Accreditation Resource Services Newsletter
December 2020


Emergency All-Hazardous Plan

By: Don Roush
When you think about it, the worst time to think about emergency planning is when the risk of an emergency threatens your hospital. When you are called to respond to an emergency, hospital administration will be thankful they already formed an emergency planning team headed up by responsible team members such as yourself.
As a rule, all-hazards plans address the resources and steps your hospital needs to take before and after an emergency happens to minimize injury to people and destruction of property. With the all-hazards approach, your hospital can take emergency preparedness to a level that is more effective and scalable. The all-hazards approach is defined by the Centers for Medicare and Medicaid Services as an “integrated approach to emergency preparedness planning that focuses on capacities and capabilities that are critical to preparedness for a full spectrum of emergencies or disasters”. The emergency all-hazards plan is just one part of a hospital’s emergency preparedness program. A well-developed plan provides the framework for conducting facility-based and community-based risk assessments that will assist the hospital in addressing the needs of their patient populations, along with identifying the continuity of business operations which will provide support during an actual emergency.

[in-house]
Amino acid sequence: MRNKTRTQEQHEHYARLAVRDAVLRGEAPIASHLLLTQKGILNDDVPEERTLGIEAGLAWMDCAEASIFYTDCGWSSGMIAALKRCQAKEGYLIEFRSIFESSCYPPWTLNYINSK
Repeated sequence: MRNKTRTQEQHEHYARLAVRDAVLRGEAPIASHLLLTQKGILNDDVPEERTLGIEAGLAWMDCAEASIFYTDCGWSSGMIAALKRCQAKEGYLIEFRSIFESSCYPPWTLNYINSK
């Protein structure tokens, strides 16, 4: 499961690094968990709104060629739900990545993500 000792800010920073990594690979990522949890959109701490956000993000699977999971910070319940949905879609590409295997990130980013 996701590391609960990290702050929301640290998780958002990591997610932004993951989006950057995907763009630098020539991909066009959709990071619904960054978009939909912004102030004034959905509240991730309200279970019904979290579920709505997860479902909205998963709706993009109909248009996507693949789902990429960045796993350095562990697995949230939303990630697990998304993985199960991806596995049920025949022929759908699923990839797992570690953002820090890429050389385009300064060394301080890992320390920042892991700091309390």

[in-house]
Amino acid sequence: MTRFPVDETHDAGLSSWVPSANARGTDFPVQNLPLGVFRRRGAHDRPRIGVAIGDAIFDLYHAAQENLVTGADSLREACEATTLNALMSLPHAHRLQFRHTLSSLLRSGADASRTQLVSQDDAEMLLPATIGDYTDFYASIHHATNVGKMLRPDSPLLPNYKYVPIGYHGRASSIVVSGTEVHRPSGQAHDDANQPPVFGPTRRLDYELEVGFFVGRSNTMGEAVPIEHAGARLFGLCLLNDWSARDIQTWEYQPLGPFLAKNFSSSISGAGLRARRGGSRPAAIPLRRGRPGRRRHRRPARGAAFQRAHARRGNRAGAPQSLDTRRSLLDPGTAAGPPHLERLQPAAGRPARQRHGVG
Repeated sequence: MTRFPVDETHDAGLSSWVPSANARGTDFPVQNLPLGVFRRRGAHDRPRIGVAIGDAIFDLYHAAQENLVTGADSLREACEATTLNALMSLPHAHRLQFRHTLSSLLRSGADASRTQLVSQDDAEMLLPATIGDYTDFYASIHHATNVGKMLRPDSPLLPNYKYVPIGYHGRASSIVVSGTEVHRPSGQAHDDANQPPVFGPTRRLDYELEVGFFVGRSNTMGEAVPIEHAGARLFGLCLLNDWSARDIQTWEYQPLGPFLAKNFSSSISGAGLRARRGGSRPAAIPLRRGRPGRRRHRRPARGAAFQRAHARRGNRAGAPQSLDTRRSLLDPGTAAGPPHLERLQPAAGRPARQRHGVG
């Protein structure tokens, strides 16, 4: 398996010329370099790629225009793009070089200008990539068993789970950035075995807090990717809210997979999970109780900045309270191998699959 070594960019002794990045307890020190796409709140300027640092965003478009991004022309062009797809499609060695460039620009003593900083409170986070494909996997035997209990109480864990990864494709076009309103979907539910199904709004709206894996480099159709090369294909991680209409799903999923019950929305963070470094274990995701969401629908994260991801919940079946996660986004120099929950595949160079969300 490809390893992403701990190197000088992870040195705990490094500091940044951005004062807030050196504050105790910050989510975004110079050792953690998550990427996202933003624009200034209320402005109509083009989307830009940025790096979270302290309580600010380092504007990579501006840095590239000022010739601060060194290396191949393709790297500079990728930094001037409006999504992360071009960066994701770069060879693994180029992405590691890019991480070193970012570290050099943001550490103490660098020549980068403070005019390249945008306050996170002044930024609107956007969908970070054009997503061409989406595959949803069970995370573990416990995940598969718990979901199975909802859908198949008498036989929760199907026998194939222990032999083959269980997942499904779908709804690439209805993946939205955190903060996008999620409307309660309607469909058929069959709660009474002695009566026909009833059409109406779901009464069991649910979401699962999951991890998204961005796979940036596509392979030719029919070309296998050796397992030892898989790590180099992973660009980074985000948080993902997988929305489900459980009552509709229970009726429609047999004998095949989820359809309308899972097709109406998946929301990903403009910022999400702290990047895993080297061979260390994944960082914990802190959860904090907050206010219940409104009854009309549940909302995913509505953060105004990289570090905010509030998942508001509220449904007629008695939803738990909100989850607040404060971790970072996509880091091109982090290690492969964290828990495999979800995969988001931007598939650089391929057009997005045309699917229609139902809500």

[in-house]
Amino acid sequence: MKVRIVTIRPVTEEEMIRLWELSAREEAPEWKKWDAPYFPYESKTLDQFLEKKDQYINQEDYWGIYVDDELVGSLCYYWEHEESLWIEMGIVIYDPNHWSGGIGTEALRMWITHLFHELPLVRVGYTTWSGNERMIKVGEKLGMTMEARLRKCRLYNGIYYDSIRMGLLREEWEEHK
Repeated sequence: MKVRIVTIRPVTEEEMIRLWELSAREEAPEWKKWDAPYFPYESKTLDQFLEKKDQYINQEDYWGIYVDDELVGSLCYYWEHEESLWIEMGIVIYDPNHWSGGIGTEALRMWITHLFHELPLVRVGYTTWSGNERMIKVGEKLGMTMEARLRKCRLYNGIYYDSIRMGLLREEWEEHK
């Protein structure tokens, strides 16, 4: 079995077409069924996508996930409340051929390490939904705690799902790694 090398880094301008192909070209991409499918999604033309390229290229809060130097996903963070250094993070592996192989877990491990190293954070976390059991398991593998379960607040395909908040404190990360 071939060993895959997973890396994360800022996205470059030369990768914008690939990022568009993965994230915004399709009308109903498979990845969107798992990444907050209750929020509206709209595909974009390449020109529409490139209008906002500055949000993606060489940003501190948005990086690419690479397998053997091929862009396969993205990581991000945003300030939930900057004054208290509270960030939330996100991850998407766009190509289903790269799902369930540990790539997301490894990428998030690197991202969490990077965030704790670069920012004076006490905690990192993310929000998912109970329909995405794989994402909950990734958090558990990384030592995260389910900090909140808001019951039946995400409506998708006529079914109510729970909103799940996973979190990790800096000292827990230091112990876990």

All-Hazards Plan Process

Traditionally, members of your environment of care or safety team are designated to initiate the review process of the all-hazards plans. Your hospital should identify hazards that are specific to your location and surrounding areas, and use the information to initiate the planning process. Planning is generally structured based upon the facility and community risk assessment using an “all-hazards” approach. Information gathered should be reviewed first when developing an emergency all-hazards plan to validate if potential hazards related to the hospital are still applicable to your hospital. Examples identified by past and present hazards that are specific to your hospital’s location and surrounding areas may include, but are not limited to, natural disasters prevalent in the hospital’s geographic region such as wildfires, tornados, flooding, natural disasters, and man-made disasters. Additionally, consider facility-based disasters such as care related emergencies; equipment and utility failures, including but not limited to, power, water, and gas; as well as interruptions in communication, including cyber-attacks. And finally, consider loss of all or a portion of a facility and interruptions to the normal supply of essential resources, such as water, food, fuel (heating, cooking, and generators), and in some cases, medications and medical supplies (including medical gases, if applicable).